This week, I submitted my PhD thesis, exactly two years and eleven months from the date
I started. During the final weeks and months of writing up, I’ve been reflecting on the whole process and the strategies that have helped me to submit within that elusive three-year time frame. I think it boils down to four key pieces of advice.
1. Begin with the end in mind.
Three years can seem long a long way off when you first start your PhD. It’s really not. Set a date from the very beginning for completing each chapter, submitting your first draft and final submission. Aim to submit before the final deadline and allow far more time than you think will be necessary at each stage. Work your way back from here, charting the steps you need to take in order to meet these long-term goals.
2. Set regular and realistic targets and deadlines.
Have two timetables on the go at all times: a long-term plan, with major goals for each year of study, and short-term targets and deadlines, which fit in to your ‘big picture’. Don’t get too attached, though, as adjustments will need to be made as you go along. At first you may have unrealistic perceptions of how long things take or how much you can do. If you want to stay on track you’ll have to learn to adjust and rework accordingly. Pay attention to how long it takes to complete tasks such as writing an abstract, article or chapter, reading a paper or creating a diagram. This will help you to set more realistic targets for yourself as you progress in your studies.
3. Write often.
You don’t want to spend your final year learning how to write in an appropriate style. Start writing early, however sketchy or uncertain your work may seem. Share it with your supervisor(s). This will help you to find your academic ‘voice’ and to iron out any problems with your style or referencing, for example. Your early notes are also likely to prove very useful later on, and will help you to chart the development of your research. So make sure you keep and date everything you do.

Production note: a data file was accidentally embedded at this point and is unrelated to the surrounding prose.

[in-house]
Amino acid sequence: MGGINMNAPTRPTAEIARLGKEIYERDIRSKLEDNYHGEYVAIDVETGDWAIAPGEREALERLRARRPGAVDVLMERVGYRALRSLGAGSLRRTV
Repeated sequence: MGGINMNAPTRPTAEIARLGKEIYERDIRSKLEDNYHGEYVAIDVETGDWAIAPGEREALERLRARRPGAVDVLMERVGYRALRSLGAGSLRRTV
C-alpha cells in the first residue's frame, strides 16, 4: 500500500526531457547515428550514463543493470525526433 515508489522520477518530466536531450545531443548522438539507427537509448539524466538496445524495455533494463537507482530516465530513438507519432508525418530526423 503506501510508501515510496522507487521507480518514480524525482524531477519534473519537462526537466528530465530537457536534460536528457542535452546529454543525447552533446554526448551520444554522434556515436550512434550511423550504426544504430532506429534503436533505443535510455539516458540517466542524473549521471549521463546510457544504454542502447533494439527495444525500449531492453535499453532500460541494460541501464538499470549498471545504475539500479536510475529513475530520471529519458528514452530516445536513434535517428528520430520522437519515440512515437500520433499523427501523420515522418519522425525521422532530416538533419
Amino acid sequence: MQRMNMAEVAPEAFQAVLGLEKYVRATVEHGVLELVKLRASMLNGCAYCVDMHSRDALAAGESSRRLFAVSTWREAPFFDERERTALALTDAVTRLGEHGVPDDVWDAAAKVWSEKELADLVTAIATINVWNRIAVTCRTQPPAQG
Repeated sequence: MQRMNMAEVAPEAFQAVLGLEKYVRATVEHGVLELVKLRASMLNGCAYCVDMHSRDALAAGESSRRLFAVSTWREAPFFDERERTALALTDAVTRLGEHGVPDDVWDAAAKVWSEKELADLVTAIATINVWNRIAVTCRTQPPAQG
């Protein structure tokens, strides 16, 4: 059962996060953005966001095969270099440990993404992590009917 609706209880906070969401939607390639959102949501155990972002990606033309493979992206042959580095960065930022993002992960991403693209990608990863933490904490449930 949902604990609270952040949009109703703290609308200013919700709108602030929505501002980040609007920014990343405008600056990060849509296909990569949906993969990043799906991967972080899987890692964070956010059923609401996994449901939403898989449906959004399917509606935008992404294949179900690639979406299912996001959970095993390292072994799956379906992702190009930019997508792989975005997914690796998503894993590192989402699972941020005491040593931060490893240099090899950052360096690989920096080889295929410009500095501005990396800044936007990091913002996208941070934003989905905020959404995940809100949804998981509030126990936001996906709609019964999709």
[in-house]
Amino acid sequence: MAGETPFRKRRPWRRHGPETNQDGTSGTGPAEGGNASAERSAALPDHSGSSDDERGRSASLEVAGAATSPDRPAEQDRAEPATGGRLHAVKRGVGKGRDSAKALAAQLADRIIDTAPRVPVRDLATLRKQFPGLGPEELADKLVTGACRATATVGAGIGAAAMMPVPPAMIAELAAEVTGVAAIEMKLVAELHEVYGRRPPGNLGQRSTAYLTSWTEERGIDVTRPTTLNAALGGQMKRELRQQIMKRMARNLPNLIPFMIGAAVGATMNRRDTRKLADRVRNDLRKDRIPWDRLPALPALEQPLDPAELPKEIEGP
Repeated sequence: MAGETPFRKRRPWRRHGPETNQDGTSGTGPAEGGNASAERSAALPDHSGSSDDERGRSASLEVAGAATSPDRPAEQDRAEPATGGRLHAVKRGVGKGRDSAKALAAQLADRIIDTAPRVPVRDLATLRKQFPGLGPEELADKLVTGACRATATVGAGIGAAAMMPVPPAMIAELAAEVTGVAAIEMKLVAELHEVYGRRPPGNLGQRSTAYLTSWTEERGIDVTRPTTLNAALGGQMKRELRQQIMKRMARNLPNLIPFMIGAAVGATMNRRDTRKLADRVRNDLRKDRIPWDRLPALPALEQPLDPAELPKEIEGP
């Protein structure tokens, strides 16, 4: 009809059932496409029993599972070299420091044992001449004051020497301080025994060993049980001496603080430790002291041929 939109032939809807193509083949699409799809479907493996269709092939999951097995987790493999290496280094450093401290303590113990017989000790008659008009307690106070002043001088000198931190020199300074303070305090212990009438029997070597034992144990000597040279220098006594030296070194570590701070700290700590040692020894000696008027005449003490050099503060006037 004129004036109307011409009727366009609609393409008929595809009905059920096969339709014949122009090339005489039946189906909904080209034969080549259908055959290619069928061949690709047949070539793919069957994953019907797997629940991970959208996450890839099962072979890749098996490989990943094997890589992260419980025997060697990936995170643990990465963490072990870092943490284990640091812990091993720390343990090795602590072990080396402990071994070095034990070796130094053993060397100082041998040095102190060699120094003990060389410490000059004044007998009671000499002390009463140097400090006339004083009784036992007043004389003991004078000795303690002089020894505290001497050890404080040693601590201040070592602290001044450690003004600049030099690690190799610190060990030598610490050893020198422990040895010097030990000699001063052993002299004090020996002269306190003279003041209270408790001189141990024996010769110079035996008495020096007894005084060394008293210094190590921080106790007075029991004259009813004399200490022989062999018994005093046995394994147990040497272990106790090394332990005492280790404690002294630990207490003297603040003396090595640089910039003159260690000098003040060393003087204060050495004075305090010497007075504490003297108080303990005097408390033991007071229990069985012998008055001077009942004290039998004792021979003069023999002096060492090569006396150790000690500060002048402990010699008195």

4. Don’t take on too many other responsibilities.
By this I do not mean that you should spend all day, every day on your PhD. Do not do this, your health will suffer. But if you’re working a significant number of hours a week to support yourself, and/or have other responsibilities that take a lot of time out of your working week, it may not be realistic for you to submit in three years. And that’s ok. Set yourself a more realistic deadline; study part-time if you need to. Your health and well-being are the most important things you have, don’t risk them by asking too much of yourself. I’ve also written about the importance of being kind to yourself here.
It’s really as simple as that. Bear in mind, though, that research can be a messy endeavour and you may come across many hurdles along the way. Personal circumstances can change and you may have significant, unavoidable delays with things like data collection, ethical approval and analysis. Relationships with supervisors or significant others involved in your study are not always smooth and this could hamper your progress too. I speak from the fortunate position of having a fantastic working relationship with my supervisor and no major hiccups along the way, but not everyone has this experience. If you hit problems, be ready to adjust and shift your expectations. Above all, be kind to yourself and flexible when necessary. You will get there in the end!